Why does Mumbai bleed again and again?
- 13 July 2011
- From the section South Asia
Some 700 people have been killed in more than half a dozen militant attacks in Mumbai since 1993, including the horrific assault in November 2008. And the violence shows no signs of abating.
The most commonly peddled narrative is that by attacking its much touted financial and entertainment capital, you deal a body blow to India and get global media attention. But that is only a small part of the story. Many residents will tell you that Mumbai began going downhill in early 1993 when it convulsed in religious rioting and murder for two weeks following the demolition of the Babri mosque by Hindu fanatics in December 1992. At least 900 people died, mostly Muslims. Two months after the riots, the underworld set off series of bombs to avenge the riots, killing more than 250 people. Many of them were Muslims too.
That is when the rule of law broke down, many say irretrievably. A 1998 two-volume report on the religious riots was ignored by successive governments, who failed to prosecute politicians and policemen involved in the rioting. At the same time, the authorities were seen to proceed swiftly with prosecuting those involved in the bombings, leading to allegations that the government was anti-Muslim. The seeds of mistrust between the two largest communities in India's most cosmopolitan city had been firmly planted.
The image of Mumbai as a liberal city ruled by law and reason has long turned out to be a chimera, according to Gyan Prakash, author of Mumbai Fables, a brilliant book on the restless city. Over the years, say many analysts, the state's authority has been eroded as a nexus of greedy politicians, a thriving underworld, unscrupulous property developers and a discredited police force seem to have been ruling the roost, undermining institutions.
Last month, gunmen shot dead the city's leading crime journalist on a rainy morning and zipped away openly on their motorbikes. A block of flats meant for war widows was allegedly grabbed by politicians, retired army officers and other such privileged folks, until the courts stepped in. "Conspiracies hatched by politicians, builders, criminals, Hindu militants and Muslim dons appeared to be the underlying dynamic of the city. Anger and violence ruled the street," wrote Mr Prakash of the city in the mid-1990s. Not much has changed - the poisonous cocktail endures, and makes the city easy to attack. The rich in Mumbai, as a friend says, live with one foot in New York and one foot in the city. The poor and the middle-class bleed.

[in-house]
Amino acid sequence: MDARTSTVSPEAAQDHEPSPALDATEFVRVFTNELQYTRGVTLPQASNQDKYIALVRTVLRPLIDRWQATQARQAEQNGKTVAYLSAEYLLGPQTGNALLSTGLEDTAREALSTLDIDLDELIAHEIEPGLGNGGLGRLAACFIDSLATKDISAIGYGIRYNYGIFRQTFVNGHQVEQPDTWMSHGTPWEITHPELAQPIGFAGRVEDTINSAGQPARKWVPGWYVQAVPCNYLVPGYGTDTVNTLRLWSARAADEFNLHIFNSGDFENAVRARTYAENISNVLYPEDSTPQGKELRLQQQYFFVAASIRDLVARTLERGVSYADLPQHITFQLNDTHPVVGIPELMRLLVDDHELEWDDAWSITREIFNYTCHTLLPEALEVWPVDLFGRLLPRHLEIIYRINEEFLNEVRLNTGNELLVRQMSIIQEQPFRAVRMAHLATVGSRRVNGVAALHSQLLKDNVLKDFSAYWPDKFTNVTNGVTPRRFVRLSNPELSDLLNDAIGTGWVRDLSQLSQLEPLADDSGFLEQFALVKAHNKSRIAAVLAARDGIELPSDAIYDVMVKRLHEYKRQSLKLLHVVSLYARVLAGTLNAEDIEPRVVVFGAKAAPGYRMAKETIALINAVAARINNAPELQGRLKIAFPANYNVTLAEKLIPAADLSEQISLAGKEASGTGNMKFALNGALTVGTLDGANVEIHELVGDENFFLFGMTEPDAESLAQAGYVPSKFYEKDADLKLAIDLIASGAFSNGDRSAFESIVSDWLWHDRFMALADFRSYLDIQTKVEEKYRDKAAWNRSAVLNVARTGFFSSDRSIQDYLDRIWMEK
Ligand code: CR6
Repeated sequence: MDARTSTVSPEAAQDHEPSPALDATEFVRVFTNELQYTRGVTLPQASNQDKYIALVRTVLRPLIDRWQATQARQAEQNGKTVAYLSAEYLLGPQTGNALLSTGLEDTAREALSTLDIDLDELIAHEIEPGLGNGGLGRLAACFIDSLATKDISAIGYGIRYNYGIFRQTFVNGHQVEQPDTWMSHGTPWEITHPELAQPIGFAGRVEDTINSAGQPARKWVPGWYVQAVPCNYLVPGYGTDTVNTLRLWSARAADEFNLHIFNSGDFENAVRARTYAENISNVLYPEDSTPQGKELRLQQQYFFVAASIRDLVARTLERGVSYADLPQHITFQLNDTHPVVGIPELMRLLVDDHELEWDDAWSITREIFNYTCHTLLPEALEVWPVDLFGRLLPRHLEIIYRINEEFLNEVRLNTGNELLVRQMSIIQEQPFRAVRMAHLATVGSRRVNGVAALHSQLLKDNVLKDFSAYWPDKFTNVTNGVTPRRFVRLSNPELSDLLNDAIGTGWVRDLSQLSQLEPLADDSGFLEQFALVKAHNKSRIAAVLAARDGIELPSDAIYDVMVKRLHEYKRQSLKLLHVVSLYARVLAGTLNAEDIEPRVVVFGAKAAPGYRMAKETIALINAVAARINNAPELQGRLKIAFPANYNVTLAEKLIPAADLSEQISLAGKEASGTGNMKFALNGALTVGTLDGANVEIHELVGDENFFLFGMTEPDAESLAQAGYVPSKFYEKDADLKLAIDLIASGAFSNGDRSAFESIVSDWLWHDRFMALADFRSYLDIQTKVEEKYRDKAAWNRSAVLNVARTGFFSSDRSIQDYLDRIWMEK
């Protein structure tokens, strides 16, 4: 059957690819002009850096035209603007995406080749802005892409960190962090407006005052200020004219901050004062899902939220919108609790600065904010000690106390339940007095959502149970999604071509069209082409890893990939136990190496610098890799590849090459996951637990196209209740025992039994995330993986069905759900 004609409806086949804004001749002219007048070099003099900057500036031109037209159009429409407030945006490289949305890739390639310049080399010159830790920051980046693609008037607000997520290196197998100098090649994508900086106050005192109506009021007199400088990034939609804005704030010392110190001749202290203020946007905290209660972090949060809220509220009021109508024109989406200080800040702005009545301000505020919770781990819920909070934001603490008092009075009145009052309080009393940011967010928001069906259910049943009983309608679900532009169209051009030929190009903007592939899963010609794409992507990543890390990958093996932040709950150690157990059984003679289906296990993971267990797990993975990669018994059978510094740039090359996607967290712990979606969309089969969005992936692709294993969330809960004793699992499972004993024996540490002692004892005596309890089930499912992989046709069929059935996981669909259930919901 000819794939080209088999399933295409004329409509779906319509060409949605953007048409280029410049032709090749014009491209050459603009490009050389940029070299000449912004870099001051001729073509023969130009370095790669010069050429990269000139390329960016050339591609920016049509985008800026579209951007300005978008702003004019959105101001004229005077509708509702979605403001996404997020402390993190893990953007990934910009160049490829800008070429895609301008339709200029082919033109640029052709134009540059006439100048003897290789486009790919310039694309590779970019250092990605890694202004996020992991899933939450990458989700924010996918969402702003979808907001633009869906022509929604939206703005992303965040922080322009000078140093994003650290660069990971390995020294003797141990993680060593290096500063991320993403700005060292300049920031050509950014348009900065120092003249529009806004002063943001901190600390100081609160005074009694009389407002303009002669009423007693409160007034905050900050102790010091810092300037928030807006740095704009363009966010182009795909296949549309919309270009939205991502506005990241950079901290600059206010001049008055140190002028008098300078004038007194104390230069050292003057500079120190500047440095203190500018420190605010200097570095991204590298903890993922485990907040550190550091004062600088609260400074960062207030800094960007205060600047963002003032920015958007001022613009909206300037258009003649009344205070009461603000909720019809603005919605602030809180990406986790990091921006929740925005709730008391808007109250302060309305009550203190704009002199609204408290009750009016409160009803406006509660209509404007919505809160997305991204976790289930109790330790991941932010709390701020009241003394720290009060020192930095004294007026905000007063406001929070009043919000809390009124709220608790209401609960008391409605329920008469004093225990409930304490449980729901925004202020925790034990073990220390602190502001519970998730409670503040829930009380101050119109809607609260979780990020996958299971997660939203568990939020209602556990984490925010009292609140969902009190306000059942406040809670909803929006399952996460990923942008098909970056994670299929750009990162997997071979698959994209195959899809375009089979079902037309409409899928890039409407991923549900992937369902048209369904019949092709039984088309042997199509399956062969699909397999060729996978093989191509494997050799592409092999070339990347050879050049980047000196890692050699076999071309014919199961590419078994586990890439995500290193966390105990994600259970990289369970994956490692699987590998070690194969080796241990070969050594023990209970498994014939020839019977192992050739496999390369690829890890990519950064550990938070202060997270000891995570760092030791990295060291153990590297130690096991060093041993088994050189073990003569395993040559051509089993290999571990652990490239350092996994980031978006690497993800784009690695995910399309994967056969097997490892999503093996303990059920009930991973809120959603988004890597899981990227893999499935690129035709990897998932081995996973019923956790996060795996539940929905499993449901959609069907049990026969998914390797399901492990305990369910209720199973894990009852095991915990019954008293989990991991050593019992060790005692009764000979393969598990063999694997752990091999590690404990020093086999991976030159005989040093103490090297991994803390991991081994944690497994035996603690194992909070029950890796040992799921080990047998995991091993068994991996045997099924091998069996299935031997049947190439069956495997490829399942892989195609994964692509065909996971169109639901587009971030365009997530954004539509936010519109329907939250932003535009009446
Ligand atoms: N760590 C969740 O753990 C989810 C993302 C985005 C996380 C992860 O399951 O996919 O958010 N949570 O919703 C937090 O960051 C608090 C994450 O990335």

Behind the deceptive facade of its glitzy nightlife, fancy ocean-front flats owned by film stars and businessmen, and India's most expensive building, owned by its richest man, Mumbai is a tired and bitter city, being eaten up from within. The majority of its people live in slums, and millions live on the streets. This cannot make for a very happy place, and the city's "resilient spirit" has now become the cruellest Indian cliche. And what attracts religious extremists to launch attacks here? They are appalled, says the city's most famous chronicler, Suketu Mehta, that Mumbai stands for "lucre, profane dreams and indiscriminate openness".
Many believe the city's explosive growth - Mumbai is expected to be home to 23 million people by 2015 - is driving it towards urban and social extremes. "If Mumbai is the future of civilisation on the planet," Mr Mehta famously wrote, "then God help us." In many ways, India's richest - and most vulnerable - city is also its most dystopic. For me, it conjures up images, all at once, of wealthy Manhattan, lawless Chicago during the 1920s, and the most infamous fictional metropolis, Gotham City.